But while the mystery of Ms Pilley’s last resting place remains unsolved, detectives were not hunting for an unknown killer with no obvious links to the victim.
Detective Superintendent Gary Flannigan, pictured, said it was a “ground-breaking” case for Lothian and Borders Police due to its complexity, with the combination of a missing body and the volume of witnesses and CCTV to be scrutinised.
But he said the force’s handling of the disappearance of Louise Tiffney, 43, from her Dean Village home on May 27, 2002 would prove vital experience. Despite repeated searches, including digging in the 60,000-acre grounds of Gosford House in East Lothian, the mother-of-two’s body has never been found.
While her 18-year-old son Sean was cleared of murder on a not proven verdict in 2005, Det Supt Flannigan said the probe yielded many lessons.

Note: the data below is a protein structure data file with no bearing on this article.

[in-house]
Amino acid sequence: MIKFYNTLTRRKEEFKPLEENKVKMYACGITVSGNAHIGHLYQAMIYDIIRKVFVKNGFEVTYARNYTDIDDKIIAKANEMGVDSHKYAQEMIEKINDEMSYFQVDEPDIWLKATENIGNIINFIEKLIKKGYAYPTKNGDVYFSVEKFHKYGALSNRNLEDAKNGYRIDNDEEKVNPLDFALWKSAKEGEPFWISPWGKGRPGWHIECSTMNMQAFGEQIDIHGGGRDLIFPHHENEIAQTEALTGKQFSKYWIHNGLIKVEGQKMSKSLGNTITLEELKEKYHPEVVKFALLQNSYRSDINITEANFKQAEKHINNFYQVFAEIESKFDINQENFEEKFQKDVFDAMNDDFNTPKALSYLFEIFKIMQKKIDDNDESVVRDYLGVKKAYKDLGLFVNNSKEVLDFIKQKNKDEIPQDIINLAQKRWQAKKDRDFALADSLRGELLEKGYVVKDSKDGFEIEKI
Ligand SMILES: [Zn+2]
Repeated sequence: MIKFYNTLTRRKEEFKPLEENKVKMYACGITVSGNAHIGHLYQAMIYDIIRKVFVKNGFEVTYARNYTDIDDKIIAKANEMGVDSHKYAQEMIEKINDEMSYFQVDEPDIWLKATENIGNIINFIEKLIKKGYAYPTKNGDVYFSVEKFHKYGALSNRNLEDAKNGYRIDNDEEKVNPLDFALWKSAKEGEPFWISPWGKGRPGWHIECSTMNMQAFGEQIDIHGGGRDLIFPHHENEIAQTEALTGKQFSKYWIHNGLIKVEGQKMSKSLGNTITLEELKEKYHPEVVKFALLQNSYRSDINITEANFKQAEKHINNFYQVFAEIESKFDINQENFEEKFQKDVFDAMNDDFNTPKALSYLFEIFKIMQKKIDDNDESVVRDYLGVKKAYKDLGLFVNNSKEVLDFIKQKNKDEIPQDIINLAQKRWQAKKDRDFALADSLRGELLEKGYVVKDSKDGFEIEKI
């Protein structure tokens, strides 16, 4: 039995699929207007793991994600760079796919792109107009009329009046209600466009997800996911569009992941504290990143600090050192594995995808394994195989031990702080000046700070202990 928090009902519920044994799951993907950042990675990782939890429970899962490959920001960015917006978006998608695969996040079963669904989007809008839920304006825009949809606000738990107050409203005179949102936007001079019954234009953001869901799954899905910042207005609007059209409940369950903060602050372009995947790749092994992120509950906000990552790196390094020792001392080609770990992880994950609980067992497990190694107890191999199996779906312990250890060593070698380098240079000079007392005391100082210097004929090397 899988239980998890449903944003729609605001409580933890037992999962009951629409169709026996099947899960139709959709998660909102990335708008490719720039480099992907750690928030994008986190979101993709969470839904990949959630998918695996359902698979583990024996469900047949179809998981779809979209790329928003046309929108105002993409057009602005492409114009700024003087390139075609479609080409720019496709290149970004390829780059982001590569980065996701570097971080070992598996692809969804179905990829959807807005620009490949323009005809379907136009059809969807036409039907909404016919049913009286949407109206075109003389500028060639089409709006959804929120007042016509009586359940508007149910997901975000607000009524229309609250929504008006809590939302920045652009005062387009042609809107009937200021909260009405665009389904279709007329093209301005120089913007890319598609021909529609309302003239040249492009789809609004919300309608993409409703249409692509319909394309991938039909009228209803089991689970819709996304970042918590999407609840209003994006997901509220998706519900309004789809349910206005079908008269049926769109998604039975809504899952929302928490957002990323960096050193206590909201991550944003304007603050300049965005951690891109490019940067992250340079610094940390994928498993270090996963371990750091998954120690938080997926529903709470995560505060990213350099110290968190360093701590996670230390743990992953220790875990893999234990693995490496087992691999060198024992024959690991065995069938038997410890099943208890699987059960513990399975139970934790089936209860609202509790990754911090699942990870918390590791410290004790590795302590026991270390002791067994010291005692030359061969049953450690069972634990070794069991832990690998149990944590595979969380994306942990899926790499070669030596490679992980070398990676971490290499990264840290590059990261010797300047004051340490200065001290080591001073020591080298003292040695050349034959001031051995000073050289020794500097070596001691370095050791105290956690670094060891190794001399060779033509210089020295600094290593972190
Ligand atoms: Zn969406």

From an early stage, investigators worked closely with prosecutors to build what was ultimately an entirely circumstantial case against Gilroy. Many convictions are secured in Scotland’s courts through forensic evidence, but here only specialist “cadaver” dogs trained to trace the scent of human remains or blood would provide such a link. Officers would have to rely on old-fashioned police work, spending tens of thousands of hours following up every lead, interviewing hundreds of potential witnesses, and trawling CCTV footage.
Det Supt Flannigan said that the discovery of the make-up on Gilroy’s hands to hide what he said were gardening injuries was a turning point in the case.
Detective Constable Colin Fordyce, a keen gardener himself, could find no sign of the alleged work in the cramped garden of Gilroy’s home.
At a briefing later that day, Gilroy’s status was changed from witness to “suspect”.
The specialist dogs were brought in from South Yorkshire Police and showed interest in areas in both the basement of the IML offices and the boot of Gilroy’s Vauxhall Vectra.
From that point the net began to close on Gilroy.